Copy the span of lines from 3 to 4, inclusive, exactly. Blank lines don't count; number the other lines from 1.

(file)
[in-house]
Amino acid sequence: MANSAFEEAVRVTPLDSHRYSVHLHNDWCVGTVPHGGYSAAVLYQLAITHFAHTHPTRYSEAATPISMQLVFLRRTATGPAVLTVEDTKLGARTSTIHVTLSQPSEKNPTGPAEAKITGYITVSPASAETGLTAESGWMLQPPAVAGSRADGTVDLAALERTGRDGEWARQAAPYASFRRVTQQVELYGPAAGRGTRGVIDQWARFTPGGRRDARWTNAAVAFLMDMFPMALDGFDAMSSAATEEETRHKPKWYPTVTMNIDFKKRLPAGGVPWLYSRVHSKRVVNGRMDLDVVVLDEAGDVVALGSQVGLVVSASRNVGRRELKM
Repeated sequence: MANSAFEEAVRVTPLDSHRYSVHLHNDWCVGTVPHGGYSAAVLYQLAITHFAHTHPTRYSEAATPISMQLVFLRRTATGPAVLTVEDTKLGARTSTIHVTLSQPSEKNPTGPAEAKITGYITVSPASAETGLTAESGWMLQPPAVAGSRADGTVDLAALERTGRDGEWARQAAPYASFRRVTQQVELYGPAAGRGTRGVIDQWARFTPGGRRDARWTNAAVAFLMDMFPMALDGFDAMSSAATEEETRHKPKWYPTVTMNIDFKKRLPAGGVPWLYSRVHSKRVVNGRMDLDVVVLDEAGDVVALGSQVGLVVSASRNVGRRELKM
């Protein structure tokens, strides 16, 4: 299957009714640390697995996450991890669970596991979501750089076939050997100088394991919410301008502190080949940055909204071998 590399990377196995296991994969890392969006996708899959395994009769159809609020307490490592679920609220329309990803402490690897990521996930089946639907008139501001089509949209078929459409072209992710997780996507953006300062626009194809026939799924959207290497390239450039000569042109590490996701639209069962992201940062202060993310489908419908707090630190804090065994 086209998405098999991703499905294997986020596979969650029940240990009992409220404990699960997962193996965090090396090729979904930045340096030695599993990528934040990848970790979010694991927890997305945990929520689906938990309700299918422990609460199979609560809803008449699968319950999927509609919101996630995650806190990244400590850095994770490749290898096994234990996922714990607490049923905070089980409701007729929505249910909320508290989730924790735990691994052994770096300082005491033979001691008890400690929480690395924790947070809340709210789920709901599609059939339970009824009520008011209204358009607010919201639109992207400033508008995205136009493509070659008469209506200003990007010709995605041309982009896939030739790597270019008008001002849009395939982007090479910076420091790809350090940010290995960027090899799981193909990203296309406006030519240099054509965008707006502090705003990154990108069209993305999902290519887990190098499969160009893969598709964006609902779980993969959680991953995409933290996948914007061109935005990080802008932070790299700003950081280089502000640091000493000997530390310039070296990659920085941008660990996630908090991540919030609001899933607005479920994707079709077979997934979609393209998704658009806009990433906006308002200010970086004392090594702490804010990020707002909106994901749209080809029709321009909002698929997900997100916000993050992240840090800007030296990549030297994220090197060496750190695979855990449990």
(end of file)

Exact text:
Repeated sequence: MANSAFEEAVRVTPLDSHRYSVHLHNDWCVGTVPHGGYSAAVLYQLAITHFAHTHPTRYSEAATPISMQLVFLRRTATGPAVLTVEDTKLGARTSTIHVTLSQPSEKNPTGPAEAKITGYITVSPASAETGLTAESGWMLQPPAVAGSRADGTVDLAALERTGRDGEWARQAAPYASFRRVTQQVELYGPAAGRGTRGVIDQWARFTPGGRRDARWTNAAVAFLMDMFPMALDGFDAMSSAATEEETRHKPKWYPTVTMNIDFKKRLPAGGVPWLYSRVHSKRVVNGRMDLDVVVLDEAGDVVALGSQVGLVVSASRNVGRRELKM
């Protein structure tokens, strides 16, 4: 299957009714640390697995996450991890669970596991979501750089076939050997100088394991919410301008502190080949940055909204071998 590399990377196995296991994969890392969006996708899959395994009769159809609020307490490592679920609220329309990803402490690897990521996930089946639907008139501001089509949209078929459409072209992710997780996507953006300062626009194809026939799924959207290497390239450039000569042109590490996701639209069962992201940062202060993310489908419908707090630190804090065994 086209998405098999991703499905294997986020596979969650029940240990009992409220404990699960997962193996965090090396090729979904930045340096030695599993990528934040990848970790979010694991927890997305945990929520689906938990309700299918422990609460199979609560809803008449699968319950999927509609919101996630995650806190990244400590850095994770490749290898096994234990996922714990607490049923905070089980409701007729929505249910909320508290989730924790735990691994052994770096300082005491033979001691008890400690929480690395924790947070809340709210789920709901599609059939339970009824009520008011209204358009607010919201639109992207400033508008995205136009493509070659008469209506200003990007010709995605041309982009896939030739790597270019008008001002849009395939982007090479910076420091790809350090940010290995960027090899799981193909990203296309406006030519240099054509965008707006502090705003990154990108069209993305999902290519887990190098499969160009893969598709964006609902779980993969959680991953995409933290996948914007061109935005990080802008932070790299700003950081280089502000640091000493000997530390310039070296990659920085941008660990996630908090991540919030609001899933607005479920994707079709077979997934979609393209998704658009806009990433906006308002200010970086004392090594702490804010990020707002909106994901749209080809029709321009909002698929997900997100916000993050992240840090800007030296990549030297994220090197060496750190695979855990449990």